GAIN Equine Nutrition – Changes to your feeding management
- 14 April 2020, 17:02
For many horse-owners and competitors, the month of April signals better weather, grass growth and welcome competitive action at shows and events right throughout the Country. Nationally the season was just beginning and whether you are a professional or amateur rider, your passion or hobby has been put on hold due to the unfortunate circumstances we find ourselves in due to the global COVID 19 pandemic.
Changes to feeding management
As with any changes to a horse’s diet, we must ensure that we carry these out gradually to avoid upset to the digestive system. The level of change to the diet will largely depend on whether you intend to keep your horse in work (at various levels) or whether you decide to give your horse a break from exercise completely.
Generally, we are feeding horses to maximise performance right now in many cases we are reducing our horse’s workload significantly and accordingly need to review our feeding rates or look at other product options. As always, your horse still requires a fully balanced diet even if not exercising at intense levels or working towards a competition. Therefore choosing the correct product for your horse is as important as ever. You will also need to monitor your horse’s body condition so to that it remains at optimal levels to ensure the return to competitive action will be as smooth a transition as possible.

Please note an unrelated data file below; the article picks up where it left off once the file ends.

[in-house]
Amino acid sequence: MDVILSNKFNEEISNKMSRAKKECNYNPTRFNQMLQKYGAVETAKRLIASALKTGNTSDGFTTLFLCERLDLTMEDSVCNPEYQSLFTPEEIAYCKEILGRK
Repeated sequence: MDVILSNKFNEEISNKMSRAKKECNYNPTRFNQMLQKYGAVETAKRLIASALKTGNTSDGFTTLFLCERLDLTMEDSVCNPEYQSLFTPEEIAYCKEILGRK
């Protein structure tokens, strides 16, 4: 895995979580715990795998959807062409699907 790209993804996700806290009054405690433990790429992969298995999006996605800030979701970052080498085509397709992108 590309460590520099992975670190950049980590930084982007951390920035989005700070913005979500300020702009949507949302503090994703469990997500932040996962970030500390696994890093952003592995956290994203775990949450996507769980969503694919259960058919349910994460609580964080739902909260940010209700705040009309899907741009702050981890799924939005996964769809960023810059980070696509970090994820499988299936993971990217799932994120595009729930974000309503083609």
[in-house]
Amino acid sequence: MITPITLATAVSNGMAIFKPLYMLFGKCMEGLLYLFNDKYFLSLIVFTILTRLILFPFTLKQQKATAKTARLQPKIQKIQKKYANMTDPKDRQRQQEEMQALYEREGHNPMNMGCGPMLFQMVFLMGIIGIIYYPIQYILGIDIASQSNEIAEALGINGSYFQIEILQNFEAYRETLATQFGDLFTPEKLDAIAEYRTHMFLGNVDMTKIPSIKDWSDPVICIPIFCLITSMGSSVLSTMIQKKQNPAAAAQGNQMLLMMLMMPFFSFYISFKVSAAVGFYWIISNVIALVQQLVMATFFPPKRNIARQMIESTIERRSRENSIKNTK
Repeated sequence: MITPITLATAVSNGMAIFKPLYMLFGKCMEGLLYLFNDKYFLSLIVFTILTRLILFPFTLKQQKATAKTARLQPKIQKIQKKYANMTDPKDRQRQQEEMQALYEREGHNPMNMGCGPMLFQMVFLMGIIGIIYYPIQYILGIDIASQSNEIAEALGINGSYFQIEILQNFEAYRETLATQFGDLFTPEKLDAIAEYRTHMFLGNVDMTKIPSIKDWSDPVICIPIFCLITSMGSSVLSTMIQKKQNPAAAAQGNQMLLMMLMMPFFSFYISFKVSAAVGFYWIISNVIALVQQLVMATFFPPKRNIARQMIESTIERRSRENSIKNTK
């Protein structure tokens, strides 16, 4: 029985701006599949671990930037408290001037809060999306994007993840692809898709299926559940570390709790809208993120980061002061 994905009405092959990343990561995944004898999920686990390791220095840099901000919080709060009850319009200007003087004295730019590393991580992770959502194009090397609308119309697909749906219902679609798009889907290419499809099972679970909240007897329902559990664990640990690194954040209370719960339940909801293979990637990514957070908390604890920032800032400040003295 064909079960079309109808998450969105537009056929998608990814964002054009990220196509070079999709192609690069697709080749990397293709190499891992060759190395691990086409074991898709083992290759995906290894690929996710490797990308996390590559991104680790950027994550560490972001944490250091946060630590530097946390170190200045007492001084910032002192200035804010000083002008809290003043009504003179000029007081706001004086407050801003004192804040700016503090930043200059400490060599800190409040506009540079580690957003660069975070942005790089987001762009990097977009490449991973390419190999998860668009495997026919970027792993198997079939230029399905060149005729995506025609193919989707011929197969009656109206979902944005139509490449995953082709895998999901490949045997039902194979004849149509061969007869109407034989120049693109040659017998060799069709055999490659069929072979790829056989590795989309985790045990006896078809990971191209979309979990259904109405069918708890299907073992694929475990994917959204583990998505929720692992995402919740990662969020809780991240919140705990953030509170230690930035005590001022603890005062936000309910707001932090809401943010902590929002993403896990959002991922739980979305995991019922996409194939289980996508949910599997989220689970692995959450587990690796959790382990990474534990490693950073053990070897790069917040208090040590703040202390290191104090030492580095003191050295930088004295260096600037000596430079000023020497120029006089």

The energy requirements of a horse in work increase according to their workload. The body of the horse is well adapted to storing and mobilising energy from various types of nutrients e.g. fibre, sugar, starch and fat. A horse in more intense exercise will require greater calories, more vitamins and minerals than a horse in light exercise. For example, muscle contractions cause oxidative damage to muscle cells, vitamin E works as an antioxidant to help restore muscle membrane integrity. Similarly, B vitamins are used during the cycle of energy synthesis and therefore as the level of work increases so does the horses’ requirement for these vitamins. The stress of intense exercise on bones may also slightly increase the need for calcium, phosphorus, magnesium, copper and zinc.
Horses who are exercising lightly at this time you can be fed a reduced amount of high energy feed per day or you can opt to use to a lower energy feed or balancer. GAIN Opti-Care Balancer, Easy Go Cubes and Cool N Easy Mix are lower-calorie options.
For horses that continue to train at moderate to intense levels GAIN has several products that will meet their energy, trace mineral and antioxidant requirements including 14% Equine Cooked Mix, Hi-Grade Horse & Pony Cubes, Elite 10 cubes, Competition Mix amongst others. Specifically for horses requiring a diet with a lower non-structural carbohydrate level, there are a number of options also; GAIN Freedom Mix, Easy Go Cubes and Opti-Care Balancer have an 8% starch content and are suitable for horses prone to EGUS (Equine Gastric Ulcers Syndrome) or tying up.